| In 1937, the French
arachnologist Jacques Millot travelled in West Africa and collected
some remarkable pholcid spiders in Guinea. Nobody, to my knowledge, has
ever since added to Millot's small collection, making Guinea one of the
most interesting destinations as far as this group of spiders is
Over 70 years later we largely followed Millot's route to cover the main regions except for the dry north: the Fouta Djalon and the Forest Region. In the former, few small patches of primary forest remain and these are mostly difficult to reach due to road conditions, but once there, "the scenery is amazing and otherworldly" (lonelyplanet), and in places like the slot canyon below (left), pholcids seem to be among the most common and abundant macroscopic animals.
Larger forests remain in the Forest Region, for example at Mount Nimba, and in the Dieke and Ziama Forest Reserves. The latter is traversed by the highway Macenta - Nzerekore, and the beautiful spot below (right) is just a few steps from the car.
One of the most amazing results was the high diversity of leaf-dwelling pholcids. In Dieke Forest alone, I found five species representing five different genera. Among these was the leaf-dwelling Crossopriza cylindrogaster Simon (a), a most unusual spider that leans against the leaf with its back(!). The leaf-dwelling Spermophora (d) and Pholcus (f) are also new to science, while the other species shown here have been described previously but have not been known from Guinea (and have never been photographed alive) (b: Nyikoa limbe; c: Leptopholcus tipula; e: Pehrforsskalia conopyga; the latter was not found in Dieke but is widespread in Africa). Published in Journal of Natural History (PDF).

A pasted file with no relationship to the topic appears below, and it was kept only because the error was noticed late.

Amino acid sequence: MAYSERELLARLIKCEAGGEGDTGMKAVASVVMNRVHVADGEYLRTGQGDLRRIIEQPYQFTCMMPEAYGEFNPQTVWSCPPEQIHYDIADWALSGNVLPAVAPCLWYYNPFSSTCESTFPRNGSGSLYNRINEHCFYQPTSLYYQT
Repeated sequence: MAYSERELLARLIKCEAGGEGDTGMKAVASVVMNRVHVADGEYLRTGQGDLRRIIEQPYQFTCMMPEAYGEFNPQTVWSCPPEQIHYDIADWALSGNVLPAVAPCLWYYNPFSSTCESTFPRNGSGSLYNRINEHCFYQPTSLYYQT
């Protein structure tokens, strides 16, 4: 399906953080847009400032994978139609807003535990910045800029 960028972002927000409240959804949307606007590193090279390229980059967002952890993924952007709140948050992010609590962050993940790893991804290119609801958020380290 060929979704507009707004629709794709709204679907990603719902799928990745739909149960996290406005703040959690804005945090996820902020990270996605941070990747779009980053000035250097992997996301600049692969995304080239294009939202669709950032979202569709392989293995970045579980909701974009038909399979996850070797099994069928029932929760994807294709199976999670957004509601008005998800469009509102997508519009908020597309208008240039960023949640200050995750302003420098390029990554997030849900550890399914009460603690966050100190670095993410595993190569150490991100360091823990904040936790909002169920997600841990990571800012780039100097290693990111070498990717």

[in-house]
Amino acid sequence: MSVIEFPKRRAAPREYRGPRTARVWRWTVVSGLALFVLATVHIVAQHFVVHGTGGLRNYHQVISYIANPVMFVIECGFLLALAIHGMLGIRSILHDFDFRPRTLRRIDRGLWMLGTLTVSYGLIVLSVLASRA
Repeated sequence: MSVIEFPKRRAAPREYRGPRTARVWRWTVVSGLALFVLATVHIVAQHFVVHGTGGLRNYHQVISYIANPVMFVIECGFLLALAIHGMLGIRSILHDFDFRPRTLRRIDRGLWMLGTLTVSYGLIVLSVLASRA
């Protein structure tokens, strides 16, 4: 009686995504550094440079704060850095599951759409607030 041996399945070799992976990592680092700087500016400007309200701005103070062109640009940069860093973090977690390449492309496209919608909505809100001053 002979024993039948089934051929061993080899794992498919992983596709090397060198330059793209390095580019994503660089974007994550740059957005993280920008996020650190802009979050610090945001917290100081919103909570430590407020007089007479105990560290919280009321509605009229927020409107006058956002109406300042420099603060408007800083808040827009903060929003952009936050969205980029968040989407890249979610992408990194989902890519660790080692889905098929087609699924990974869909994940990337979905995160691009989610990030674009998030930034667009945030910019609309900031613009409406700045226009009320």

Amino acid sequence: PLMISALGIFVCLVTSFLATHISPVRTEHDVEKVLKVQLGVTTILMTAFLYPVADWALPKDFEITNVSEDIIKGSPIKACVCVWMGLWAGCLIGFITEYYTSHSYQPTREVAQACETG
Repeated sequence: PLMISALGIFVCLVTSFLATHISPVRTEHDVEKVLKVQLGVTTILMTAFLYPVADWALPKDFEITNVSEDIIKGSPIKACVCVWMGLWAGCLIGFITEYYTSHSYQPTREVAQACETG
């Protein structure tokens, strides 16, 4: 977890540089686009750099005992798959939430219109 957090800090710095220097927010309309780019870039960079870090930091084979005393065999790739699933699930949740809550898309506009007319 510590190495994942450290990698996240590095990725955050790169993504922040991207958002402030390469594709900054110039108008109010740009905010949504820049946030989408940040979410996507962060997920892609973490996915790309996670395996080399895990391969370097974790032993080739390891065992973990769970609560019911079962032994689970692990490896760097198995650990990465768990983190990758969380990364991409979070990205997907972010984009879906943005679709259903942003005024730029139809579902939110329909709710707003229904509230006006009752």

| A total of
over 500 adult specimens, many preserved in pure ethanol for DNA
sequencing, made this an extremely successful expedition, and I
gratefully acknowledge my companions, Rebecca Duncan and Mamadi Sidibe,
the most excellent translators, guides, and warriors in bureaucratic
also due the German Research Foundation for financing this expedition
(Project HU 980/9-1).
Did you see the two frogs here?